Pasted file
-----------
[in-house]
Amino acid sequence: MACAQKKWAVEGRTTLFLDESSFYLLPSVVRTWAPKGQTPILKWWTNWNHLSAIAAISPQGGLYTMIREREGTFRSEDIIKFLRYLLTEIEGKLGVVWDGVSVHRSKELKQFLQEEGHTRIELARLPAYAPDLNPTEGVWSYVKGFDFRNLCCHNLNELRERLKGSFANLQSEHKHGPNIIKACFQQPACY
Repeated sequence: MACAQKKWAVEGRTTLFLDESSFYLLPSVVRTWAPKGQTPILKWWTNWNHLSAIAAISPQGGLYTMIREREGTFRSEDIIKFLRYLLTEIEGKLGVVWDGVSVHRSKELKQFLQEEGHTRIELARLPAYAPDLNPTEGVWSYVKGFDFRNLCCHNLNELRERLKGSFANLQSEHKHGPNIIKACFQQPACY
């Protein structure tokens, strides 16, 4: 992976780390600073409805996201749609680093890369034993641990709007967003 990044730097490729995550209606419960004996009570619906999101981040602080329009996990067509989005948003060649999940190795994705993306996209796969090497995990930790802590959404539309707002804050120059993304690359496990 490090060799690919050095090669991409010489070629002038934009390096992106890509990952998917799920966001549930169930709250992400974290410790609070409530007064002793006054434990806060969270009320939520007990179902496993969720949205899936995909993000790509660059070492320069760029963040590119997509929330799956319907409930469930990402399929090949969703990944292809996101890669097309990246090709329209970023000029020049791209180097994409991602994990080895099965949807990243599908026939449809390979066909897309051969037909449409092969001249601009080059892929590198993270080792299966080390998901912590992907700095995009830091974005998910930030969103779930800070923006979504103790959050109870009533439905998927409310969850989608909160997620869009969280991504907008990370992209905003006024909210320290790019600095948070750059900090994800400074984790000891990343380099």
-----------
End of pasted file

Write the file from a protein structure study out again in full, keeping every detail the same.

[in-house]
Amino acid sequence: MACAQKKWAVEGRTTLFLDESSFYLLPSVVRTWAPKGQTPILKWWTNWNHLSAIAAISPQGGLYTMIREREGTFRSEDIIKFLRYLLTEIEGKLGVVWDGVSVHRSKELKQFLQEEGHTRIELARLPAYAPDLNPTEGVWSYVKGFDFRNLCCHNLNELRERLKGSFANLQSEHKHGPNIIKACFQQPACY
Repeated sequence: MACAQKKWAVEGRTTLFLDESSFYLLPSVVRTWAPKGQTPILKWWTNWNHLSAIAAISPQGGLYTMIREREGTFRSEDIIKFLRYLLTEIEGKLGVVWDGVSVHRSKELKQFLQEEGHTRIELARLPAYAPDLNPTEGVWSYVKGFDFRNLCCHNLNELRERLKGSFANLQSEHKHGPNIIKACFQQPACY
């Protein structure tokens, strides 16, 4: 992976780390600073409805996201749609680093890369034993641990709007967003 990044730097490729995550209606419960004996009570619906999101981040602080329009996990067509989005948003060649999940190795994705993306996209796969090497995990930790802590959404539309707002804050120059993304690359496990 490090060799690919050095090669991409010489070629002038934009390096992106890509990952998917799920966001549930169930709250992400974290410790609070409530007064002793006054434990806060969270009320939520007990179902496993969720949205899936995909993000790509660059070492320069760029963040590119997509929330799956319907409930469930990402399929090949969703990944292809996101890669097309990246090709329209970023000029020049791209180097994409991602994990080895099965949807990243599908026939449809390979066909897309051969037909449409092969001249601009080059892929590198993270080792299966080390998901912590992907700095995009830091974005998910930030969103779930800070923006979504103790959050109870009533439905998927409310969850989608909160997620869009969280991504907008990370992209905003006024909210320290790019600095948070750059900090994800400074984790000891990343380099």